2017 (English)In: Journal of Transport Geography, ISSN 0966-6923, E-ISSN 1873-1236, Vol. 62, p. 265-266Article, book review (Other academic) Published
Place, publisher, year, edition, pages
ELSEVIER SCI LTD, 2017
National Category
Civil Engineering
Identifiers
urn:nbn:se:kth:diva-215846 (URN)10.1016/j.jtrangeo.2017.06.008 (DOI)000412037500025 ()
Note

QC 20171017

Available from: 2017-10-17 Created: 2017-10-17 Last updated: 2017-10-17Bibliographically approved
Susilo, Y., Woodcock, A., Liotopoulos, F., Duarte, A., Osmond, J., Abenoza, R., . . . Pirra, M. (2017). Deploying traditional and smartphone app survey methods in measuring door-to-door travel satisfaction in eight European cities. In: Ulengin, F Li, K Boltze, M (Ed.), WORLD CONFERENCE ON TRANSPORT RESEARCH - WCTR 2016: . Paper presented at 14th World Conference on Transport Research (WCTR), JUL 10-15, 2016, Tongji Univ Shanghai, Shanghai, PEOPLES R CHINA (pp. 2262-2280).
Open this publication in new window or tab >>Deploying traditional and smartphone app survey methods in measuring door-to-door travel satisfaction in eight European cities
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2017 (English)In: WORLD CONFERENCE ON TRANSPORT RESEARCH - WCTR 2016 / [ed] Ulengin, F Li, K Boltze, M, 2017, p. 2262-2280Conference paper, Published paper (Refereed)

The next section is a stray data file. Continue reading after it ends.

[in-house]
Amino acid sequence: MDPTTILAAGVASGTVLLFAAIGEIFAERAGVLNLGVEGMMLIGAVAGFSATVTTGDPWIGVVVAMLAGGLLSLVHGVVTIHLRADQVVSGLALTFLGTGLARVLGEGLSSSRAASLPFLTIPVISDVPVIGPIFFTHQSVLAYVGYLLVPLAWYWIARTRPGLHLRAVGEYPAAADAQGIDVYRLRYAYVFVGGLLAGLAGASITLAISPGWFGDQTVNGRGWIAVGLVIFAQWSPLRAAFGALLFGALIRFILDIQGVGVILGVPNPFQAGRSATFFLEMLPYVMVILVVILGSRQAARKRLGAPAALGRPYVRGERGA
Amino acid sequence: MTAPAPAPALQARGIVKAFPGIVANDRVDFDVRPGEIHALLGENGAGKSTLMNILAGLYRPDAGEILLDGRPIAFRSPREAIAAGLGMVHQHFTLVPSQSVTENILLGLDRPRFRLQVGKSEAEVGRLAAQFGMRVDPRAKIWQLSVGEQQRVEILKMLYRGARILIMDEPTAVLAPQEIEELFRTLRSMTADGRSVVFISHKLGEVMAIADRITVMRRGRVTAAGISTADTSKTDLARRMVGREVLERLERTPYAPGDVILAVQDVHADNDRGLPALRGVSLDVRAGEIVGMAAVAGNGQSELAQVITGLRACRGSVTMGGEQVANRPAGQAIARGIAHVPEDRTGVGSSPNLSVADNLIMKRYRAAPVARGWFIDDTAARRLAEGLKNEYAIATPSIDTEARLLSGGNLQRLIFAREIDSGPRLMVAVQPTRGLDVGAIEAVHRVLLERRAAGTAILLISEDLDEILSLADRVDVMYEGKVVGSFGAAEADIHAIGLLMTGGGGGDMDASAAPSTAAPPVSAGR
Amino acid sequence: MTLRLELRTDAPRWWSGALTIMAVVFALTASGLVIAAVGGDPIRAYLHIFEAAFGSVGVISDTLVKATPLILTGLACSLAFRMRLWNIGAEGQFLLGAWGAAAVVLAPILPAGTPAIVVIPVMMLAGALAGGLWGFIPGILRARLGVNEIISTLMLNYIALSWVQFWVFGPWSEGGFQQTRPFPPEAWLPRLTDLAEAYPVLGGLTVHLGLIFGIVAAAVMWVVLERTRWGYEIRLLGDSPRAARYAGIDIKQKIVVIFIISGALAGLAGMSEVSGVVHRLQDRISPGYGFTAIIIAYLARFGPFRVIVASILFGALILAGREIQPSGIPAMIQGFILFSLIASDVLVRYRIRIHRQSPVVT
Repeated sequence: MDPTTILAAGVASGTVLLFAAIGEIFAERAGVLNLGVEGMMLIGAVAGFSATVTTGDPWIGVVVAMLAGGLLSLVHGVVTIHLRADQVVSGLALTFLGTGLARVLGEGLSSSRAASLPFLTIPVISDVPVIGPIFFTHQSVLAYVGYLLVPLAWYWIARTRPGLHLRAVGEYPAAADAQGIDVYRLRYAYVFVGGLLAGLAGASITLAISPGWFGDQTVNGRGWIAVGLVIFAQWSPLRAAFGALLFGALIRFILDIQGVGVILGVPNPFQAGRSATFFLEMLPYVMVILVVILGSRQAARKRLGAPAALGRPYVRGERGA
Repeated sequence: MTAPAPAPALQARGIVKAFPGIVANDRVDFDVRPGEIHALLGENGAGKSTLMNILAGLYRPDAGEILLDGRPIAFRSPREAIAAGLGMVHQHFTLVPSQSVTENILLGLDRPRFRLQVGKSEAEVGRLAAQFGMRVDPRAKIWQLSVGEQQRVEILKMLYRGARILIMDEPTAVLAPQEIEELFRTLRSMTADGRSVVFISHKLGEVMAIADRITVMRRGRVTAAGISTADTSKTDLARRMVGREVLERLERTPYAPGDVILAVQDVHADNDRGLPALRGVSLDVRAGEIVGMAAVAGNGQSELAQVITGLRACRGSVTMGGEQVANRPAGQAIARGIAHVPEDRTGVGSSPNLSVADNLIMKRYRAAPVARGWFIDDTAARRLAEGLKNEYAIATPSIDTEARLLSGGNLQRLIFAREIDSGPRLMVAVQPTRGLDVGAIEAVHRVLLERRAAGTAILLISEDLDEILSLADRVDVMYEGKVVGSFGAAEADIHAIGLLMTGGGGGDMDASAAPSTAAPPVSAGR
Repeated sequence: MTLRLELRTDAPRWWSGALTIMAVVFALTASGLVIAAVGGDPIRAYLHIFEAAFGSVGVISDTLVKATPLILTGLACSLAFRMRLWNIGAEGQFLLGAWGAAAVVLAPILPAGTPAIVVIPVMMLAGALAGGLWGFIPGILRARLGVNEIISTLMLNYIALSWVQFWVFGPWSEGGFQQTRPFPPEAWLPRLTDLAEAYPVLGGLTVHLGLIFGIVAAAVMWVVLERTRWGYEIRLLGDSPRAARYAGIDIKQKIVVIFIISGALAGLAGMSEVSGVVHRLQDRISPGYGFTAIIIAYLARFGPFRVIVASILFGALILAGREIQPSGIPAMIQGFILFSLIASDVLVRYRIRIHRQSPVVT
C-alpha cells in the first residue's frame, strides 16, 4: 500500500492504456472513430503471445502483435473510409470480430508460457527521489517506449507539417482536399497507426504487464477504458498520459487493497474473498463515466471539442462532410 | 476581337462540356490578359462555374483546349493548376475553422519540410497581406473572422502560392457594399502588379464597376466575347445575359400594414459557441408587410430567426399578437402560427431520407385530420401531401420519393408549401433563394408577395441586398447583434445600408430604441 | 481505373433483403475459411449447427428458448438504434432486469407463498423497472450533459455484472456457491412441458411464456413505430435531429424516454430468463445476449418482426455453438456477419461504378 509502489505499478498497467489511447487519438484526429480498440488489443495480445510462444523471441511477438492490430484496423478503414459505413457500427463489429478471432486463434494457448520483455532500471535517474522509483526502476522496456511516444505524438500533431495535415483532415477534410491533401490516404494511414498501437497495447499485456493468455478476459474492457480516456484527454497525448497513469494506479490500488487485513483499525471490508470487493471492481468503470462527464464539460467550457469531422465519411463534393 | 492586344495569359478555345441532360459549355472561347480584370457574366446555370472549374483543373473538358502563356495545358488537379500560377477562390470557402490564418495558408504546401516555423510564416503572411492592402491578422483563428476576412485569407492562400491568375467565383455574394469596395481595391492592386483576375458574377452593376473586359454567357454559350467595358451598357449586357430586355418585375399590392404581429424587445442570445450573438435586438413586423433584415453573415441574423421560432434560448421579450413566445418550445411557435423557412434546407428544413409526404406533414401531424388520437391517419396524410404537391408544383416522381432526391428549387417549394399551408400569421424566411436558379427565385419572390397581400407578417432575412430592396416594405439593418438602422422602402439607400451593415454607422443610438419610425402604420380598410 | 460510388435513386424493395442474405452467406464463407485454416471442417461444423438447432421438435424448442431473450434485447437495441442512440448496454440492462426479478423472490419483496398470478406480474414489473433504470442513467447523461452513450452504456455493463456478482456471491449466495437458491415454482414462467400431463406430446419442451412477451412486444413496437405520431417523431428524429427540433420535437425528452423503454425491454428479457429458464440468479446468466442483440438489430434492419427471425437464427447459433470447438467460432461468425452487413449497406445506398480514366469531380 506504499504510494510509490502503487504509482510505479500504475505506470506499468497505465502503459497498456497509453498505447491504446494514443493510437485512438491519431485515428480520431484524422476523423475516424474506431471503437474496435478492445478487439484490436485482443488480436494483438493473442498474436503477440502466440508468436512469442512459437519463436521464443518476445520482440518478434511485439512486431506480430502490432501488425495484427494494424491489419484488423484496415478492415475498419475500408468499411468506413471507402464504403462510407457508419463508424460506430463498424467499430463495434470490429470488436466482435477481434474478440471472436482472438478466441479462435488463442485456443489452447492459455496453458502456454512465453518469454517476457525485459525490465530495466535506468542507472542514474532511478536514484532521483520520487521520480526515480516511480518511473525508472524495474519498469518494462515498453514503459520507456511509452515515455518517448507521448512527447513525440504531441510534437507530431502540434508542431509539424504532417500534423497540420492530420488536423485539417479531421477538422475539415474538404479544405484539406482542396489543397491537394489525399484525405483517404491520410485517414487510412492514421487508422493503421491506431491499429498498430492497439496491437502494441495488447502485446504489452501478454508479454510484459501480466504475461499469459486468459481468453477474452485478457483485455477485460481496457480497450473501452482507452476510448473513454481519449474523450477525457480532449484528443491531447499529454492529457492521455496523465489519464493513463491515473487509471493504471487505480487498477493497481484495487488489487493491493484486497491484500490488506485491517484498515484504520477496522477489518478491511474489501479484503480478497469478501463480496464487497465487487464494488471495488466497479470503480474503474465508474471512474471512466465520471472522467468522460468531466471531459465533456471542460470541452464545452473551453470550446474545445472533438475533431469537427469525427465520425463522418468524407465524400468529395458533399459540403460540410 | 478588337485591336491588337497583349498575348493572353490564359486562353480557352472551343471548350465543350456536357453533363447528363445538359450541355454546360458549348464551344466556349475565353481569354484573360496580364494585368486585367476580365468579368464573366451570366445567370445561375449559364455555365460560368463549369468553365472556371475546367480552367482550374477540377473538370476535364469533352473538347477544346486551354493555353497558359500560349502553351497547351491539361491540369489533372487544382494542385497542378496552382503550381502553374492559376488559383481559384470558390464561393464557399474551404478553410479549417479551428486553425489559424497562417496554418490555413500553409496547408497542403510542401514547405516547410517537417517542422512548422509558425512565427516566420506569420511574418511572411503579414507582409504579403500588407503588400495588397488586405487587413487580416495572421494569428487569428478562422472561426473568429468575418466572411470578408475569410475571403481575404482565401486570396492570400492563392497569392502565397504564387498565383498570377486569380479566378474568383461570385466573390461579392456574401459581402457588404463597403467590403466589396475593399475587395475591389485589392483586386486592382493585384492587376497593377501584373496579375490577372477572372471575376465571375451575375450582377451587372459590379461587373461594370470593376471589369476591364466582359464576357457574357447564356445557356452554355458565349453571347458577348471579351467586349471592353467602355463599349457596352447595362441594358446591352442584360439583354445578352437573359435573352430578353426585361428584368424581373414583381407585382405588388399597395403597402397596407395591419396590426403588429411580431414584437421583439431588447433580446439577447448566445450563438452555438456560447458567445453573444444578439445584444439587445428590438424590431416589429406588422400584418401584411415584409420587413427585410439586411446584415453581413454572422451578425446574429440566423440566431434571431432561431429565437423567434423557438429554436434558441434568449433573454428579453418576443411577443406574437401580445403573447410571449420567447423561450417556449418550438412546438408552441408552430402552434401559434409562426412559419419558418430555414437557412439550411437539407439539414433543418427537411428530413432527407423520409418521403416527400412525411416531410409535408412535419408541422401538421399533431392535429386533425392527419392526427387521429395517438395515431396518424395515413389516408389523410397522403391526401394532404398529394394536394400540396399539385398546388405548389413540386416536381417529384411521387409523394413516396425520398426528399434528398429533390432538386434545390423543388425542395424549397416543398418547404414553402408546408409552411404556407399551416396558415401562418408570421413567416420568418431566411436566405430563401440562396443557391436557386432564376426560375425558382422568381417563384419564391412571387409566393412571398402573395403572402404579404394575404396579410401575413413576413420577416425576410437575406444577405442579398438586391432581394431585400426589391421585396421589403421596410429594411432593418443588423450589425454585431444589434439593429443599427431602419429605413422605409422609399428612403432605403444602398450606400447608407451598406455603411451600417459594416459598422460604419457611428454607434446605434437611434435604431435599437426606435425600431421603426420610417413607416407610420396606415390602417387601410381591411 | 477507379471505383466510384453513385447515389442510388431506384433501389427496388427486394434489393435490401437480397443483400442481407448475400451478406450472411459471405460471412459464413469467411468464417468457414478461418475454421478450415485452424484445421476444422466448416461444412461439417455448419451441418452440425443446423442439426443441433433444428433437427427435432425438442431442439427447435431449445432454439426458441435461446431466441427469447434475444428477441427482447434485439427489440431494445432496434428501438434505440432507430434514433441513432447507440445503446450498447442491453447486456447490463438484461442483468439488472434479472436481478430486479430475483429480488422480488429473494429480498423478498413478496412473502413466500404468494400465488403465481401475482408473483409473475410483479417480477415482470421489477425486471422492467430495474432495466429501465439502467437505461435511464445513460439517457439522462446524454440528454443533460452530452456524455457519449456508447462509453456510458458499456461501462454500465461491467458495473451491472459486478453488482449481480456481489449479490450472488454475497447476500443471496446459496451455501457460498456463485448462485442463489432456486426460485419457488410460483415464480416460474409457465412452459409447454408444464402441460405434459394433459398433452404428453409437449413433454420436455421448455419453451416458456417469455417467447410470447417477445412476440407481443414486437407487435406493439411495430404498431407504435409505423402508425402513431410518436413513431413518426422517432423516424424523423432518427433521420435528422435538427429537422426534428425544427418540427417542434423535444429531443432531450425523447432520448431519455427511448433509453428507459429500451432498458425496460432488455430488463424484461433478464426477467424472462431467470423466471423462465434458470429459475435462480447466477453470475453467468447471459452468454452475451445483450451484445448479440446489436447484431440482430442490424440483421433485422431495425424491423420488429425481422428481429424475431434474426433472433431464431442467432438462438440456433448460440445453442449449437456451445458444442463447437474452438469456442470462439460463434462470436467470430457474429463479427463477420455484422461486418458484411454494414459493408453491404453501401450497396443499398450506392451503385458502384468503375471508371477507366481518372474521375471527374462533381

Abstract [en]

This study describes the lessons learned from designing, deploying and analysing the results from different travel satisfaction survey tools which measures the travellers' door-to-door travel satisfaction. The travel satisfaction measurement survey tools tested consisted of two types of smartphone applications (a satellite navigation app and a game app), an on-line survey, a paper based semi-structured questionnaire and a focus group questionnaire. Each of the measurement tools comprised the same set of basic questions, but in different formats, aimed at exploring the pros and cons of each tool among different groups of travellers. The data collection was carried out at eight different European cities and five FIA motorist networks. 5,275 valid responses were gathered from the survey. Further analysis results show that different survey methods performed better in different sites. The satisfaction that was gathered via main trip leg does not necessarily correspond with overall satisfaction of the door-to-door journey. The results of this study highlight the need for more inclusive, complete, door-to-door, travel survey measurements.

Series
Transportation Research Procedia, ISSN 2352-1465 ; 25
National Category
Transport Systems and Logistics
Identifiers
urn:nbn:se:kth:diva-211763 (URN)10.1016/j.trpro.2017.05.434 (DOI)000404963802026 ()2-s2.0-85019397791 (Scopus ID)
Conference
14th World Conference on Transport Research (WCTR), JUL 10-15, 2016, Tongji Univ Shanghai, Shanghai, PEOPLES R CHINA